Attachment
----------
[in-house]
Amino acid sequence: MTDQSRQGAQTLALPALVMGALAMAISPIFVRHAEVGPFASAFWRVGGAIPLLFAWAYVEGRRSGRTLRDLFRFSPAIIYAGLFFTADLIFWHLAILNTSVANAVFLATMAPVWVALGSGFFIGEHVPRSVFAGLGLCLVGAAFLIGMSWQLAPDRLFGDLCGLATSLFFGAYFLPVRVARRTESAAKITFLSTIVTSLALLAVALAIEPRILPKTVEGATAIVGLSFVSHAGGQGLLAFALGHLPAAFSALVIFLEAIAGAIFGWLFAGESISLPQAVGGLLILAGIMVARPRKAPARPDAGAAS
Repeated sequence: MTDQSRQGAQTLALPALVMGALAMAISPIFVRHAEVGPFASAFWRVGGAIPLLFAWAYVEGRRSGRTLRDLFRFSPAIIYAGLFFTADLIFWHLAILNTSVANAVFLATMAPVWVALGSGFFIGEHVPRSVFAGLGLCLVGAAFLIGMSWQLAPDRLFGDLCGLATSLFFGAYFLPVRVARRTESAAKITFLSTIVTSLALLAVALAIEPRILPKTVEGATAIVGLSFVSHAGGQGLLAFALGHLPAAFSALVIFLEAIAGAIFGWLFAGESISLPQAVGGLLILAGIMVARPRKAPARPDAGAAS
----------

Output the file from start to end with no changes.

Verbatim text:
[in-house]
Amino acid sequence: MTDQSRQGAQTLALPALVMGALAMAISPIFVRHAEVGPFASAFWRVGGAIPLLFAWAYVEGRRSGRTLRDLFRFSPAIIYAGLFFTADLIFWHLAILNTSVANAVFLATMAPVWVALGSGFFIGEHVPRSVFAGLGLCLVGAAFLIGMSWQLAPDRLFGDLCGLATSLFFGAYFLPVRVARRTESAAKITFLSTIVTSLALLAVALAIEPRILPKTVEGATAIVGLSFVSHAGGQGLLAFALGHLPAAFSALVIFLEAIAGAIFGWLFAGESISLPQAVGGLLILAGIMVARPRKAPARPDAGAAS
Repeated sequence: MTDQSRQGAQTLALPALVMGALAMAISPIFVRHAEVGPFASAFWRVGGAIPLLFAWAYVEGRRSGRTLRDLFRFSPAIIYAGLFFTADLIFWHLAILNTSVANAVFLATMAPVWVALGSGFFIGEHVPRSVFAGLGLCLVGAAFLIGMSWQLAPDRLFGDLCGLATSLFFGAYFLPVRVARRTESAAKITFLSTIVTSLALLAVALAIEPRILPKTVEGATAIVGLSFVSHAGGQGLLAFALGHLPAAFSALVIFLEAIAGAIFGWLFAGESISLPQAVGGLLILAGIMVARPRKAPARPDAGAAS